By Lou Monaco | | 3 mins
Arizona Tribe Re-Files Complaint To Challenge Sports Betting
The Yavapai-Prescott Indian Tribe this week filed an amended complaint to stop Arizona sports betting.
The Yavapai-Prescott Indian tribe had to resubmit the complaint at the request of Maricopa County Superior Court Judge James Smith. On Sept. 20, Smith said the tribe’s initial amended complaint, which was filed on Sept. 9, failed to meet protocols the judge had put in place and asked for it to be re-filed.
The complaint is against Gov. Doug Ducey and Ted Vogt, Arizona’s Department of Gaming director, arguing that the expansion of gaming through legislation within the state was unconstitutional.
However, two other tribes – Tonto Apache Tribe of Arizona and the Quechan Tribe of the Ft. Yuma Indian Reservation – are trying to get the case thrown out.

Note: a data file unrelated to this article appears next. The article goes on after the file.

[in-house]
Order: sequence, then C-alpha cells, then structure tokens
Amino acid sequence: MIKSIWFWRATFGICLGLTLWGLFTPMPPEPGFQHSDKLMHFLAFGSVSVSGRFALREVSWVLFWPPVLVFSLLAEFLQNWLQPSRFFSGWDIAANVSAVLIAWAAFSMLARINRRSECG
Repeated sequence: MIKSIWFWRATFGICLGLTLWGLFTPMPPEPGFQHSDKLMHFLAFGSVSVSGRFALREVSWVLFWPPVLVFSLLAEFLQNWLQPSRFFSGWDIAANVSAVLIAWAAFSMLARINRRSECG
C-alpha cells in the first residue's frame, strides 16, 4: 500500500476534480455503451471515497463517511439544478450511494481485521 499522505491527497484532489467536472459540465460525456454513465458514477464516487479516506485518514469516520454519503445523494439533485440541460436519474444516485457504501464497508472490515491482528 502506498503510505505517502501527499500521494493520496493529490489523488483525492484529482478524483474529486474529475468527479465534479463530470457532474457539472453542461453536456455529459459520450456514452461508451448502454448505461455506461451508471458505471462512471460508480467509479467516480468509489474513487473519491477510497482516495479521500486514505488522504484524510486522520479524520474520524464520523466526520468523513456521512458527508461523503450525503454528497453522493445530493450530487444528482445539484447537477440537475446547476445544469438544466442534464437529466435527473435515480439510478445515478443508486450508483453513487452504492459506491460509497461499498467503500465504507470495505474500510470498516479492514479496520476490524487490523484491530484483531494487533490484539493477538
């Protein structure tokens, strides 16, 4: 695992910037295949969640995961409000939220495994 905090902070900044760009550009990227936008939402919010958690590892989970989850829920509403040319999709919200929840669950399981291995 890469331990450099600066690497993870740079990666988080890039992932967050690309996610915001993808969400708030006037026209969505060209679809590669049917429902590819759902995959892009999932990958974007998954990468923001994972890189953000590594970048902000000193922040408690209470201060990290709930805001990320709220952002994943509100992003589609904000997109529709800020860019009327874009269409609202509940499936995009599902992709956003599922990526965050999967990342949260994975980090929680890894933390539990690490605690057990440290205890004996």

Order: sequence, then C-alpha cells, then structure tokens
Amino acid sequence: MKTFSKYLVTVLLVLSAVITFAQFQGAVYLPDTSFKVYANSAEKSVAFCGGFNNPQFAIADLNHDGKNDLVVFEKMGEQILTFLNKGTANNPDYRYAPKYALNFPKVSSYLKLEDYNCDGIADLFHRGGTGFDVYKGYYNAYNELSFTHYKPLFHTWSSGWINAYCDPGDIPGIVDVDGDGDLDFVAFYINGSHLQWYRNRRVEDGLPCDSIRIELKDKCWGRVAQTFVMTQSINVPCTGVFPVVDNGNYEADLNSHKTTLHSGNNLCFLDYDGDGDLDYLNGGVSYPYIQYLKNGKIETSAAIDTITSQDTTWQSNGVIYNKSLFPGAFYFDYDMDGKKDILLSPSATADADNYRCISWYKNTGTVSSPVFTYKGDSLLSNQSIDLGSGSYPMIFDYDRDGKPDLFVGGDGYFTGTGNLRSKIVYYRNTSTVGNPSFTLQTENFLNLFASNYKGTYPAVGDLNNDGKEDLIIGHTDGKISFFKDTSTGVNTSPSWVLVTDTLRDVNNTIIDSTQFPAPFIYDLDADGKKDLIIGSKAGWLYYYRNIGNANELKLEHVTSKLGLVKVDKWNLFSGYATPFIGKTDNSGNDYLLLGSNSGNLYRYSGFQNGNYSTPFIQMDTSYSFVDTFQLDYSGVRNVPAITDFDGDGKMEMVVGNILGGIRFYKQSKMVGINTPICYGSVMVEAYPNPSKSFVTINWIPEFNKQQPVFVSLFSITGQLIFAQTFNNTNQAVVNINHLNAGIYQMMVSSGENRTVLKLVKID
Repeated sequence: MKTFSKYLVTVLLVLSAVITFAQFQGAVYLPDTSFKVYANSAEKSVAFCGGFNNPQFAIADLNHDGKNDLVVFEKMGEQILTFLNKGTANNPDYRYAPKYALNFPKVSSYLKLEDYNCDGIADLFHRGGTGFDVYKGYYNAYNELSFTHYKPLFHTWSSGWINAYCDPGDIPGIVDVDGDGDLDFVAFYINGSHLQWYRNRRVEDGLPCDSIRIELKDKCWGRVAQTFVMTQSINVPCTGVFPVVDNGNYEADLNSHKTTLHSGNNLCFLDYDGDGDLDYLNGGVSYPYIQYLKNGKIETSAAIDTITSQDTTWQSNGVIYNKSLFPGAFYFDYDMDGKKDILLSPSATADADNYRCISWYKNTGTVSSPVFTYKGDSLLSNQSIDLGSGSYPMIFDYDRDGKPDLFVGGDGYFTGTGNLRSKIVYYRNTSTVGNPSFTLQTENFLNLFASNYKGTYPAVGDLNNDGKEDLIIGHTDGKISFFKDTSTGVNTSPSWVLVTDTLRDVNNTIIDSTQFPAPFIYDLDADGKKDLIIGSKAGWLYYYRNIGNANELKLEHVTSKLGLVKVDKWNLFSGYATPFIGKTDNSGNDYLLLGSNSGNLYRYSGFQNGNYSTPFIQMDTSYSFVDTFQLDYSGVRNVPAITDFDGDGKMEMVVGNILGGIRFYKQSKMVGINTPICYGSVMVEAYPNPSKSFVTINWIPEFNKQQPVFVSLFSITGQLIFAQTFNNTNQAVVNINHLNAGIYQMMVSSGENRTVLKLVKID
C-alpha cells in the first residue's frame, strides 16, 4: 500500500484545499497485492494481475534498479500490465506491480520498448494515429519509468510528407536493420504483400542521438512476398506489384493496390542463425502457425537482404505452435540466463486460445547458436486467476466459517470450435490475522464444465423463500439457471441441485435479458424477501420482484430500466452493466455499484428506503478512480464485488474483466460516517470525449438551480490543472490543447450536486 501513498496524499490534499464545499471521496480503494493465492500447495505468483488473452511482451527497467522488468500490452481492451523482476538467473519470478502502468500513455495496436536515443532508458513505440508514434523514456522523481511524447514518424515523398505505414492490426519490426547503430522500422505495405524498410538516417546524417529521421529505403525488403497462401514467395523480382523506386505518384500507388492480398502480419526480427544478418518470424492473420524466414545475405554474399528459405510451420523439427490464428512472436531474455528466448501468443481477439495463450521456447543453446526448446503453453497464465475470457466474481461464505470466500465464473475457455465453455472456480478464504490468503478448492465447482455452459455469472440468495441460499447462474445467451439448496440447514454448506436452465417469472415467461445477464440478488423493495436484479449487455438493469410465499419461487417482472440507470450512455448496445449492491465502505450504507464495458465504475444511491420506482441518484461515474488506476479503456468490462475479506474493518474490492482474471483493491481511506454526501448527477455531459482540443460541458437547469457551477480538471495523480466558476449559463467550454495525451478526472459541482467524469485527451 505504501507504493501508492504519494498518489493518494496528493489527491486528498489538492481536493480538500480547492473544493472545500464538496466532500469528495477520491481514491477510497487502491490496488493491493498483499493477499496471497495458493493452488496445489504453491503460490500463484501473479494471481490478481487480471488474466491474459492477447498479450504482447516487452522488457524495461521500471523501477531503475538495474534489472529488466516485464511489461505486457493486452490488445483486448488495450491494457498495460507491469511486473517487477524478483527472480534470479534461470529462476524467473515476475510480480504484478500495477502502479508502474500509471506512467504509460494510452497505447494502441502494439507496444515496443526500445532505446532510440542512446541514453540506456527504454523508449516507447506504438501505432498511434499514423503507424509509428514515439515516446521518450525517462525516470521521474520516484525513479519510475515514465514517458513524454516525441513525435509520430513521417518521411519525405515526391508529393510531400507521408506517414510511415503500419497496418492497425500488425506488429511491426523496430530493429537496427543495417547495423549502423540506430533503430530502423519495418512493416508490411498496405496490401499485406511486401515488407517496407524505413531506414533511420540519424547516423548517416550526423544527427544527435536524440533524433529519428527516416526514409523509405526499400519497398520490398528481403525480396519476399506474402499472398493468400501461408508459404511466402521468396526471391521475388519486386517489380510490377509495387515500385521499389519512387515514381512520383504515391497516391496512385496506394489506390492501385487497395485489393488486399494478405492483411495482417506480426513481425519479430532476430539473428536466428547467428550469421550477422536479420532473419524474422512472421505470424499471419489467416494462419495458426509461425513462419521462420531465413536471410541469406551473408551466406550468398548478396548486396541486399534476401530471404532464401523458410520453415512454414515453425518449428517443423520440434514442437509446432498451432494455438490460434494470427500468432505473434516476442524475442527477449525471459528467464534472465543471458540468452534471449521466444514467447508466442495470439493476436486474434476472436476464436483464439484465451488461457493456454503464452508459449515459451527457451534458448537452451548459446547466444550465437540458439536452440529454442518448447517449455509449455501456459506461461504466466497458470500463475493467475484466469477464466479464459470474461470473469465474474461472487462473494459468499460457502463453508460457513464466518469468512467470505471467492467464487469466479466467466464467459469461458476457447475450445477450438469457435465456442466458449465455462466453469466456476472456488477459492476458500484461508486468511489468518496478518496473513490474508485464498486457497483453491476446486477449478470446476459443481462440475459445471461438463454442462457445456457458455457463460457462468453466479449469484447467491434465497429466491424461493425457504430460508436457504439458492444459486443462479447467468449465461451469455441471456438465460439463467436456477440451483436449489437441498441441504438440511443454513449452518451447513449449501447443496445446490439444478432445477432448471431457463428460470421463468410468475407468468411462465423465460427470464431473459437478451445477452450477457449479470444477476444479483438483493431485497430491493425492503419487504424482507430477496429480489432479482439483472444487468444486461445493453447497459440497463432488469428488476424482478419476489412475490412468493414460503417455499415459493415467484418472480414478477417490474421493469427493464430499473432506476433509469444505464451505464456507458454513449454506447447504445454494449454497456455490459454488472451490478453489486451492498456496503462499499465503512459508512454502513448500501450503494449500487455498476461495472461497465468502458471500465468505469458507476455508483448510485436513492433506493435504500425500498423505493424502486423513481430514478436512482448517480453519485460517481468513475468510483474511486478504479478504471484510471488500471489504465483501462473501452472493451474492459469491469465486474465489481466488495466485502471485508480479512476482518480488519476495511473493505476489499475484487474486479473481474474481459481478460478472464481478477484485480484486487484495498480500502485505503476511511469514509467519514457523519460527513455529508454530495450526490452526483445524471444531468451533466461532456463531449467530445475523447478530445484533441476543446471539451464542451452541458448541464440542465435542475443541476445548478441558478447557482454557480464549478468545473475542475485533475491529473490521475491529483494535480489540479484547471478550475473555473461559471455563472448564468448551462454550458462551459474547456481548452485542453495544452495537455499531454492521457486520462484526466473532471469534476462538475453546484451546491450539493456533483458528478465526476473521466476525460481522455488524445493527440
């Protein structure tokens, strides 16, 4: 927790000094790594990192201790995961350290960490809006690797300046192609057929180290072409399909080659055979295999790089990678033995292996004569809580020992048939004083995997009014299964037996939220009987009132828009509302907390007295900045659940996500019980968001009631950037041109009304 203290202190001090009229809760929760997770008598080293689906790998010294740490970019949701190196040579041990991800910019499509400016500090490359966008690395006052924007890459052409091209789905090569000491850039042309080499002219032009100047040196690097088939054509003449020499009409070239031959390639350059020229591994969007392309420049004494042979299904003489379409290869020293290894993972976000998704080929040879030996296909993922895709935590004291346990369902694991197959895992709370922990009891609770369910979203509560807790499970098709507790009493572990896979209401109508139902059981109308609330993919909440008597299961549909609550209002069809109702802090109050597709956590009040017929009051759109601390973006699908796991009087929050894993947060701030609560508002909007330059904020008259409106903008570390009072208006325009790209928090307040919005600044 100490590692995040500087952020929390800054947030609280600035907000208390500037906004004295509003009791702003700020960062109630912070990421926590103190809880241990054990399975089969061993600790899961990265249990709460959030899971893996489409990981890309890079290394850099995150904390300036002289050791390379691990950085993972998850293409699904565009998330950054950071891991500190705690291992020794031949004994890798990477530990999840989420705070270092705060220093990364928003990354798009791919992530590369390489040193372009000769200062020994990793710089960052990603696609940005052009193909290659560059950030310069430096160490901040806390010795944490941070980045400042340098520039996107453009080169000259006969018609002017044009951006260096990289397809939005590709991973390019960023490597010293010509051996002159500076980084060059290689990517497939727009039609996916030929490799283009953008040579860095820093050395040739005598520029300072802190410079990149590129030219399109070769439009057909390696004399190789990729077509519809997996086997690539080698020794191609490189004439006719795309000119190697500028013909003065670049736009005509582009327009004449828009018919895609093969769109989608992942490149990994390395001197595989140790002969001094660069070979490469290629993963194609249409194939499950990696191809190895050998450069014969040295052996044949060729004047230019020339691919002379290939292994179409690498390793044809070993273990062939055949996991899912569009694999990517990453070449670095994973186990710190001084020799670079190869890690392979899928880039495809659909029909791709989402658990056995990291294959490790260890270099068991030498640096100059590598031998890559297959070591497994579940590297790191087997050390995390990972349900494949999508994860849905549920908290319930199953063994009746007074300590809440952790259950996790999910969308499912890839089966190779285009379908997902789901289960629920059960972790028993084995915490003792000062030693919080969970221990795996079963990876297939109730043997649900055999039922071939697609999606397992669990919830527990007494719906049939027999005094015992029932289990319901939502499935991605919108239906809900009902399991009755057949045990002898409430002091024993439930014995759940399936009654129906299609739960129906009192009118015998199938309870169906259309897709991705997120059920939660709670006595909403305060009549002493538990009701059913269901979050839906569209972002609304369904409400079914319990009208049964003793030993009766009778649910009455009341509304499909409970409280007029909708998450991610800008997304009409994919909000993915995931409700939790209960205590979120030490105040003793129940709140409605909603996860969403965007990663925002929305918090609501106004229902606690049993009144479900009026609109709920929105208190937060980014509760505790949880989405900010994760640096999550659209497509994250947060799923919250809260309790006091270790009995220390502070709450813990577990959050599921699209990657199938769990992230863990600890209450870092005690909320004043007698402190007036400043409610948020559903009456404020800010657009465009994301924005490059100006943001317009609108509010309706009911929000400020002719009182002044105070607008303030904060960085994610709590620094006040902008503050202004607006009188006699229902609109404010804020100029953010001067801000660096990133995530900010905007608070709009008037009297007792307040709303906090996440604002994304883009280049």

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The tribe’s original amended complaint, filed on Aug. 26 just before the state handed out sports licenses, challenged the legality of the 2021 gaming compact. The complaint said the compact was a violation of Proposition 202, which legalized gaming activities on state tribal lands.
10 Sportsbooks Still Need to Launch
The Arizona Department of Gaming has licensed 18 operators. Ten with operator licenses haven’t launched yet, but have been submitting required information to the department, according to the ADG. The sportsbooks will be approved on a rolling basis once the ADG receives what it needs to complete the licensing process.
The state’s gaming compact allocated a maximum of 20 licenses, with 18 being released initially, with 10 going to Arizona tribes and eight more to professional sports teams in the state.
Three that received licenses have yet to announce sportsbook partners – the Tohono O’odham and Navajo Nation tribes and the Arizona Coyotes of the NHL.
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